A two-month-old Siamese cat available at the Castaic Animal Care Center in Castaic on Wednesday, July 1, 2020. Dan Watson/The Signal

An expanded foster program

“Usually, the only way to foster was if you were already a volunteer within the county and it would be for, say an injured or unweaned animal to nurse them back into health,” Beougher said.

Now, the department has opened its foster program to the community, allowing anyone to apply to foster an animal temporarily until it is placed into its forever home.

“So, if somebody finds a stray animal, and they’re willing to hold on to it, we are pushing towards that,” Beougher added. “It could be in a warm, loving home, while we try to either get it back with its owner or in a new home.”

While spring is usually kitten season, meaning the center sees an influx of cats, Geraghty says this year has been unique due to the pandemic.

“It’s created a kitten frenzy,” Geraghty said, chuckling. “Normally, you couldn’t place a commitment to adopt without coming to the center, but now within 10 minutes of them going into the system, they’re completely gone.” 

Volunteer Renee Focht walks a three-year-old Dachshund/Welsh Corgi mix available at the Castaic Animal Care Center in Castaic on Wednesday, July 1, 2020. Dan Watson/The Signal

Surrendering an animal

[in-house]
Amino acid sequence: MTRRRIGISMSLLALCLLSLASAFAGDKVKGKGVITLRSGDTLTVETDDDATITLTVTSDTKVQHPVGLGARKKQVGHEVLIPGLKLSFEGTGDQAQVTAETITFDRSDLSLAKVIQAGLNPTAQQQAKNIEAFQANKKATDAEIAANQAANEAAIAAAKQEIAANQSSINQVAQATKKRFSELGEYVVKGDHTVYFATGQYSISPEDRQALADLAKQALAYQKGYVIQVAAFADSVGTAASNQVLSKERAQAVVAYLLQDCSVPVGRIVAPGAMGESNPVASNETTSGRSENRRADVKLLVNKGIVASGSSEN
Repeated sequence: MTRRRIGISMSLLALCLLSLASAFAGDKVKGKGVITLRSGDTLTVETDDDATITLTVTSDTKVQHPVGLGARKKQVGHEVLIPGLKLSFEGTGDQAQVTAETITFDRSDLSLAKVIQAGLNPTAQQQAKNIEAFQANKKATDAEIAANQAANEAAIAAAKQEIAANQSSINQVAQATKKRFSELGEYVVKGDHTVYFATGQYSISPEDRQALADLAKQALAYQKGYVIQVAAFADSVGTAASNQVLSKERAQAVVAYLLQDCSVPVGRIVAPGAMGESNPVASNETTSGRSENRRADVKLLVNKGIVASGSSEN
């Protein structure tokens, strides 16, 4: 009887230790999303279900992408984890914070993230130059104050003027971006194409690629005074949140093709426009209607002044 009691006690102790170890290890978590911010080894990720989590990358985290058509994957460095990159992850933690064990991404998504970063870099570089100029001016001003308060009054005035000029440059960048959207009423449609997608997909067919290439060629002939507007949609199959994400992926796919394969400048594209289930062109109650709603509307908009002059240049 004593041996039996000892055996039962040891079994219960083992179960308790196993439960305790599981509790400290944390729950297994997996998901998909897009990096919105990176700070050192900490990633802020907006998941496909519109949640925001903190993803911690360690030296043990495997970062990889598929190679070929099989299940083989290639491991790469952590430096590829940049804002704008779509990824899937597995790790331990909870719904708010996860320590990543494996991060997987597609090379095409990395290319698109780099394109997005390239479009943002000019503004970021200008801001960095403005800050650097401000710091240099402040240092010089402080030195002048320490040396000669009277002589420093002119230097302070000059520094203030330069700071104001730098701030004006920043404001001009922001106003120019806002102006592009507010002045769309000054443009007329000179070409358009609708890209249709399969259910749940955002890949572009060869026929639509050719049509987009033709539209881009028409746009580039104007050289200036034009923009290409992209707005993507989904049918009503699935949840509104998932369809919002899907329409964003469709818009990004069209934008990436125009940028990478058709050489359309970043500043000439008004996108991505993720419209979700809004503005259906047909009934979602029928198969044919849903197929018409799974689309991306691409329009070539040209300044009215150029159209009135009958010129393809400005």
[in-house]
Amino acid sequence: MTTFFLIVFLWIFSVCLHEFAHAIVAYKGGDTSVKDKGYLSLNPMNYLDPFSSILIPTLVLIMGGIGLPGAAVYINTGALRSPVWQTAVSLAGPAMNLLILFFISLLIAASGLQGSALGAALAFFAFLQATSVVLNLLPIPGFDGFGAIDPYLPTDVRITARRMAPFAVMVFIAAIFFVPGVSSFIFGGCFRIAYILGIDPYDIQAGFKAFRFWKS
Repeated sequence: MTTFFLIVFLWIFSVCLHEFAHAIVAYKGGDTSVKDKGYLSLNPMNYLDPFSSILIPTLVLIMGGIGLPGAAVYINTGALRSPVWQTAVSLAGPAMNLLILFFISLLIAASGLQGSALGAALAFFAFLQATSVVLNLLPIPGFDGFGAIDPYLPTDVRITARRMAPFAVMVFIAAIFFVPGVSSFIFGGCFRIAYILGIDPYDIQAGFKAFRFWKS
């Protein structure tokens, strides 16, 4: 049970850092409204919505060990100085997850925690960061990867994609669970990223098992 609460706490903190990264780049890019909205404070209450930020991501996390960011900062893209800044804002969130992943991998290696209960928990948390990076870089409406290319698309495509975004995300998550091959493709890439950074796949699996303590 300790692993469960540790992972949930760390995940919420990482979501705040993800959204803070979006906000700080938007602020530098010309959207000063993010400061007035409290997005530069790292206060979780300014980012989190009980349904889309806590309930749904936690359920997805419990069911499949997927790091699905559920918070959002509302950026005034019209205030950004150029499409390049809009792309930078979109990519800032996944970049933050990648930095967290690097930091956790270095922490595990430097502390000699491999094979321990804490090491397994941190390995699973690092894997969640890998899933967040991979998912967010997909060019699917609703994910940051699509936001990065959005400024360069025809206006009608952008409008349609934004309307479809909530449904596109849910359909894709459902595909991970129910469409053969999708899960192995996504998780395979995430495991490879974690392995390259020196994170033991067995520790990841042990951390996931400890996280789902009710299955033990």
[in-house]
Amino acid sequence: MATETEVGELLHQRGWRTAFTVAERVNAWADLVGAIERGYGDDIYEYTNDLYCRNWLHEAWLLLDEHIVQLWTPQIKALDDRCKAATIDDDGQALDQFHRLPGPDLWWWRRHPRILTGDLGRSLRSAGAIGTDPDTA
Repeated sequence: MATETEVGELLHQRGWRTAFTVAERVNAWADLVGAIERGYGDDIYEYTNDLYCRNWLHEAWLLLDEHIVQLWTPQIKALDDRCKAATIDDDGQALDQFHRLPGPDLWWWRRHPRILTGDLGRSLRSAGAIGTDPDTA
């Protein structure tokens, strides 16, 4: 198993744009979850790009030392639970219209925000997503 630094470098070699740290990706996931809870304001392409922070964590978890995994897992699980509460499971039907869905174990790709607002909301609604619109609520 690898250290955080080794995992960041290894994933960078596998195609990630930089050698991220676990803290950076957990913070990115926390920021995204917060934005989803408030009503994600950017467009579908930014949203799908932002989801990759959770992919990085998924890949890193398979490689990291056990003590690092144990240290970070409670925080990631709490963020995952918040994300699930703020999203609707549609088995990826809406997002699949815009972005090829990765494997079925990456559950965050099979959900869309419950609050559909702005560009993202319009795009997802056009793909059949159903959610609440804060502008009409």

“Because of COVID, we’re doing a better job of asking the right questions to help keep animals in their homes,” Geraghty said.

Through the pandemic, the center has been working hard to change the public’s perception of surrendering animals, according to Beougher.

“The last thing we want is people to surrender their animals, so we are trying to offer plenty of resources for owners,” she added. “For example, if they can’t afford food, we do have food that we can give out. If they’re looking for medical treatment, we can reach out to the local vets and see if there are services they can provide for them at a lower cost.”

While the goal is to keep an animal in its home, if all resources have been exhausted and an animal still needs to be surrendered, it can be done by appointment. 

“I really like how we’re approaching things, and I believe we were doing this all along, but we’re working extra hard at this,” Geraghty said.  

“Chocolate” a ten-year-old pit bull available at the Castaic Animal Care Center in Castaic on Wednesday, July 1, 2020. Dan Watson/The Signal

Coming back to a ‘new normal’

“All of our lives have been impacted, and the ability to to open our care centers and just allow people to congregate here is going to be difficult,” Pineda said. “We have to be prudent.” 

Now, as volunteers have begun to return to the center, able to walk the dogs and play with the cats, officials are starting to look towards new ways of doing things, such as virtual-based adoption events.

Adoption fees have been waived through the month of July at all L.A. County Animal Care Centers. Adopters must still pay license fee and trust deposit.

The Castaic Animal Care Center is located at 31044 Charlie Canyon Road in Castaic. For more information, visit animalcare.lacounty.gov, call 661-257-3191 or follow them on social media @castaicanimalslaco.

Animal Control Officer Harmon holds a 6-month-old bunny at Castaic Animal Care Center. Courtesy of the Castaic Animal Care Center